1st Edition

Handbook of Petrochemicals and Processes

By G. Margaret Wells Copyright 1991
    412 Pages
    by Routledge

    412 Pages
    by Routledge

    First published in 1991, this volume responds to the major changes in the petrochemical industry over the previous decade due to increases in raw material costs, improvements in process efficiency and the increasing importance now being placed on environmental issues.

    The Handbook of Petrochemicals and Processes provides comprehensive, up to date information on 76 petrochemicals and their processes, giving details of the chemical reactions involved in transforming raw materials, such as olefins and aromatics, into chemicals, plastics and synthetic fibres. The competing processes for each product including the latest technical developments are described, with their feedstock requirements, catalysts and conversion rates compared. Many of the processes are illustrated with clear flow diagrams.

    The book is easy to use with the products arranged in alphabetical order. Within each chapter on the individual products there are details of the physical characteristics and properties; grades available; handling; transportation; health and safety aspects and lists of the major manufacturers and licensors

    The Handbook of Petrochemicals and Processes gathers together in one volume, all the commonly sought chemical information. It will prove an invaluable source of reference for industrial chemists, chemical engineers, and industry professionals, as well as librarians and information centres concerned with the petrochemical industry.

    1. Acetaldehyde. 2. Acetic Acid. 3. Acetic Anhydride. 4. Acetone. 5. Acetylene. 6. Acrolein. 7. Acrylic Acid. 8. Acrylonitrile. 9. Acrylonitrile-butadiene-styrene (ABS) Resins. 10. Adipic Acid. 11. Ammonia. 12. Aniline. 13. Benzene. 14. Benzoic Acid. 15. Benzyl Chloride. 16. Bisphenol A. 17. Butadiene. 18. Butyl Acetate. 19. Butyl Alcohol. 20. Caprolactam. 21. Carbon Tetrachloride. 22. Chlorobenzene. 23. Chloroform. 24. Cumene. 25. Cyclohexane. 26. Cyclohexanol & Cyclohexanone. 27. Epichlorohydrin. 28. Ethanolamines. 29. Ethyl Acetate. 30. Ethyl Alcohol. 31. Ethylbenzene. 32. Ethyl Chloride. 33. Ethylene. 34. Ethylene Dichloride. 35. Ethylene Glycol. 36. Ethylene Oxide. 37. Ethyl Ether. 38. 2-Ethyl Hexyl Alcohol. 39. Formaldehyde. 40. Formic Acid. 41. Glycerol. 42. Hexamethylenediamine. 43. Isopropyl Alcohol (IPA). 44. Maleic Anhydride. 45. Methyl Alcohol. 46. Methylamines. 47. Methyl Chloride. 48. Methylene Dichloride. 49. Methyl Ethyl Ketone (MEK). 50. Methyl Isobutyl Ketone (KIBK). 51. Methyl Methcrylate (MMA). 52. Methyl Tert-butyl Ether (MTBE). 53. Nitrobenzene. 54. Perchloroethylene. 55. Phenol. 56. Phthalic Anhydride. 57. Polyethylene High Density (HOPE) & Polyethylene Linear Low Density (LLDPE). 58. Polyethylene Low Density. (LDPE). 59. Polypropylene (PP). 60. Polystyrene & Expanded Polystyrene. 61. Polyvinyl Chloride (PVC). 62. Propylene. 63. Propylene Glycol. 64. Propylene Oxide. 65. Styrene. 66. Terephthalic Acid (TPA) & Dimethyl Terephthalate (DMT). 67. Toluene. 68. 2, 4-Tolyene Diisocynate (TDI) & Diphenylmethane Diisocynate (MDI). 69. Trichloroethylene (TCE). 70. Urea. 71. Vinyl Acetate. 72. Vinyl Chloride (VCI). 73. Xylene. 74. Xylene. 75. Transportation of Dangerous Goods. 76. Transportation. 77. Health and Safety. 78. Other Organizations.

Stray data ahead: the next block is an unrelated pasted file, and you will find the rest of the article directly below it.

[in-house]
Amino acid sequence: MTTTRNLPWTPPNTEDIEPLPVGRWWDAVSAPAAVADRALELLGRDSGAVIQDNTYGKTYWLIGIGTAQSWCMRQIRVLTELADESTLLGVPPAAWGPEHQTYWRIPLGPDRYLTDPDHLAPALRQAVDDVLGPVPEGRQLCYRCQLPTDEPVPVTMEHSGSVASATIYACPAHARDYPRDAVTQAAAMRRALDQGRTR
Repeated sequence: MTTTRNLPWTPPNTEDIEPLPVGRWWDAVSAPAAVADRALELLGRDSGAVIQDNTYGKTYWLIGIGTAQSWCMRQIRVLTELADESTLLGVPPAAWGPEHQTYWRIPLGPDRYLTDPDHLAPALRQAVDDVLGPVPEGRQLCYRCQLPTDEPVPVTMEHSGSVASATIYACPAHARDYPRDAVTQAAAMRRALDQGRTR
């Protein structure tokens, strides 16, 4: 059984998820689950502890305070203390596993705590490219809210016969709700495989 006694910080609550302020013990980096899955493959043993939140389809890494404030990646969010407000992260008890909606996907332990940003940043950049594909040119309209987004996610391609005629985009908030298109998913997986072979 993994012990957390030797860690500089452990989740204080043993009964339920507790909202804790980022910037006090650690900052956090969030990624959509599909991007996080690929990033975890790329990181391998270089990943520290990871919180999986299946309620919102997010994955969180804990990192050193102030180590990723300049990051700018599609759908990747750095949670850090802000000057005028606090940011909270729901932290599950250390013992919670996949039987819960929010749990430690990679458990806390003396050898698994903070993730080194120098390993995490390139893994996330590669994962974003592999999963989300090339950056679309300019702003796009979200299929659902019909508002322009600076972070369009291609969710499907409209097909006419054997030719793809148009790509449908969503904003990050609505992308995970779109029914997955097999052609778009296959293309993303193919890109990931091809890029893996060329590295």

G. Margaret Wells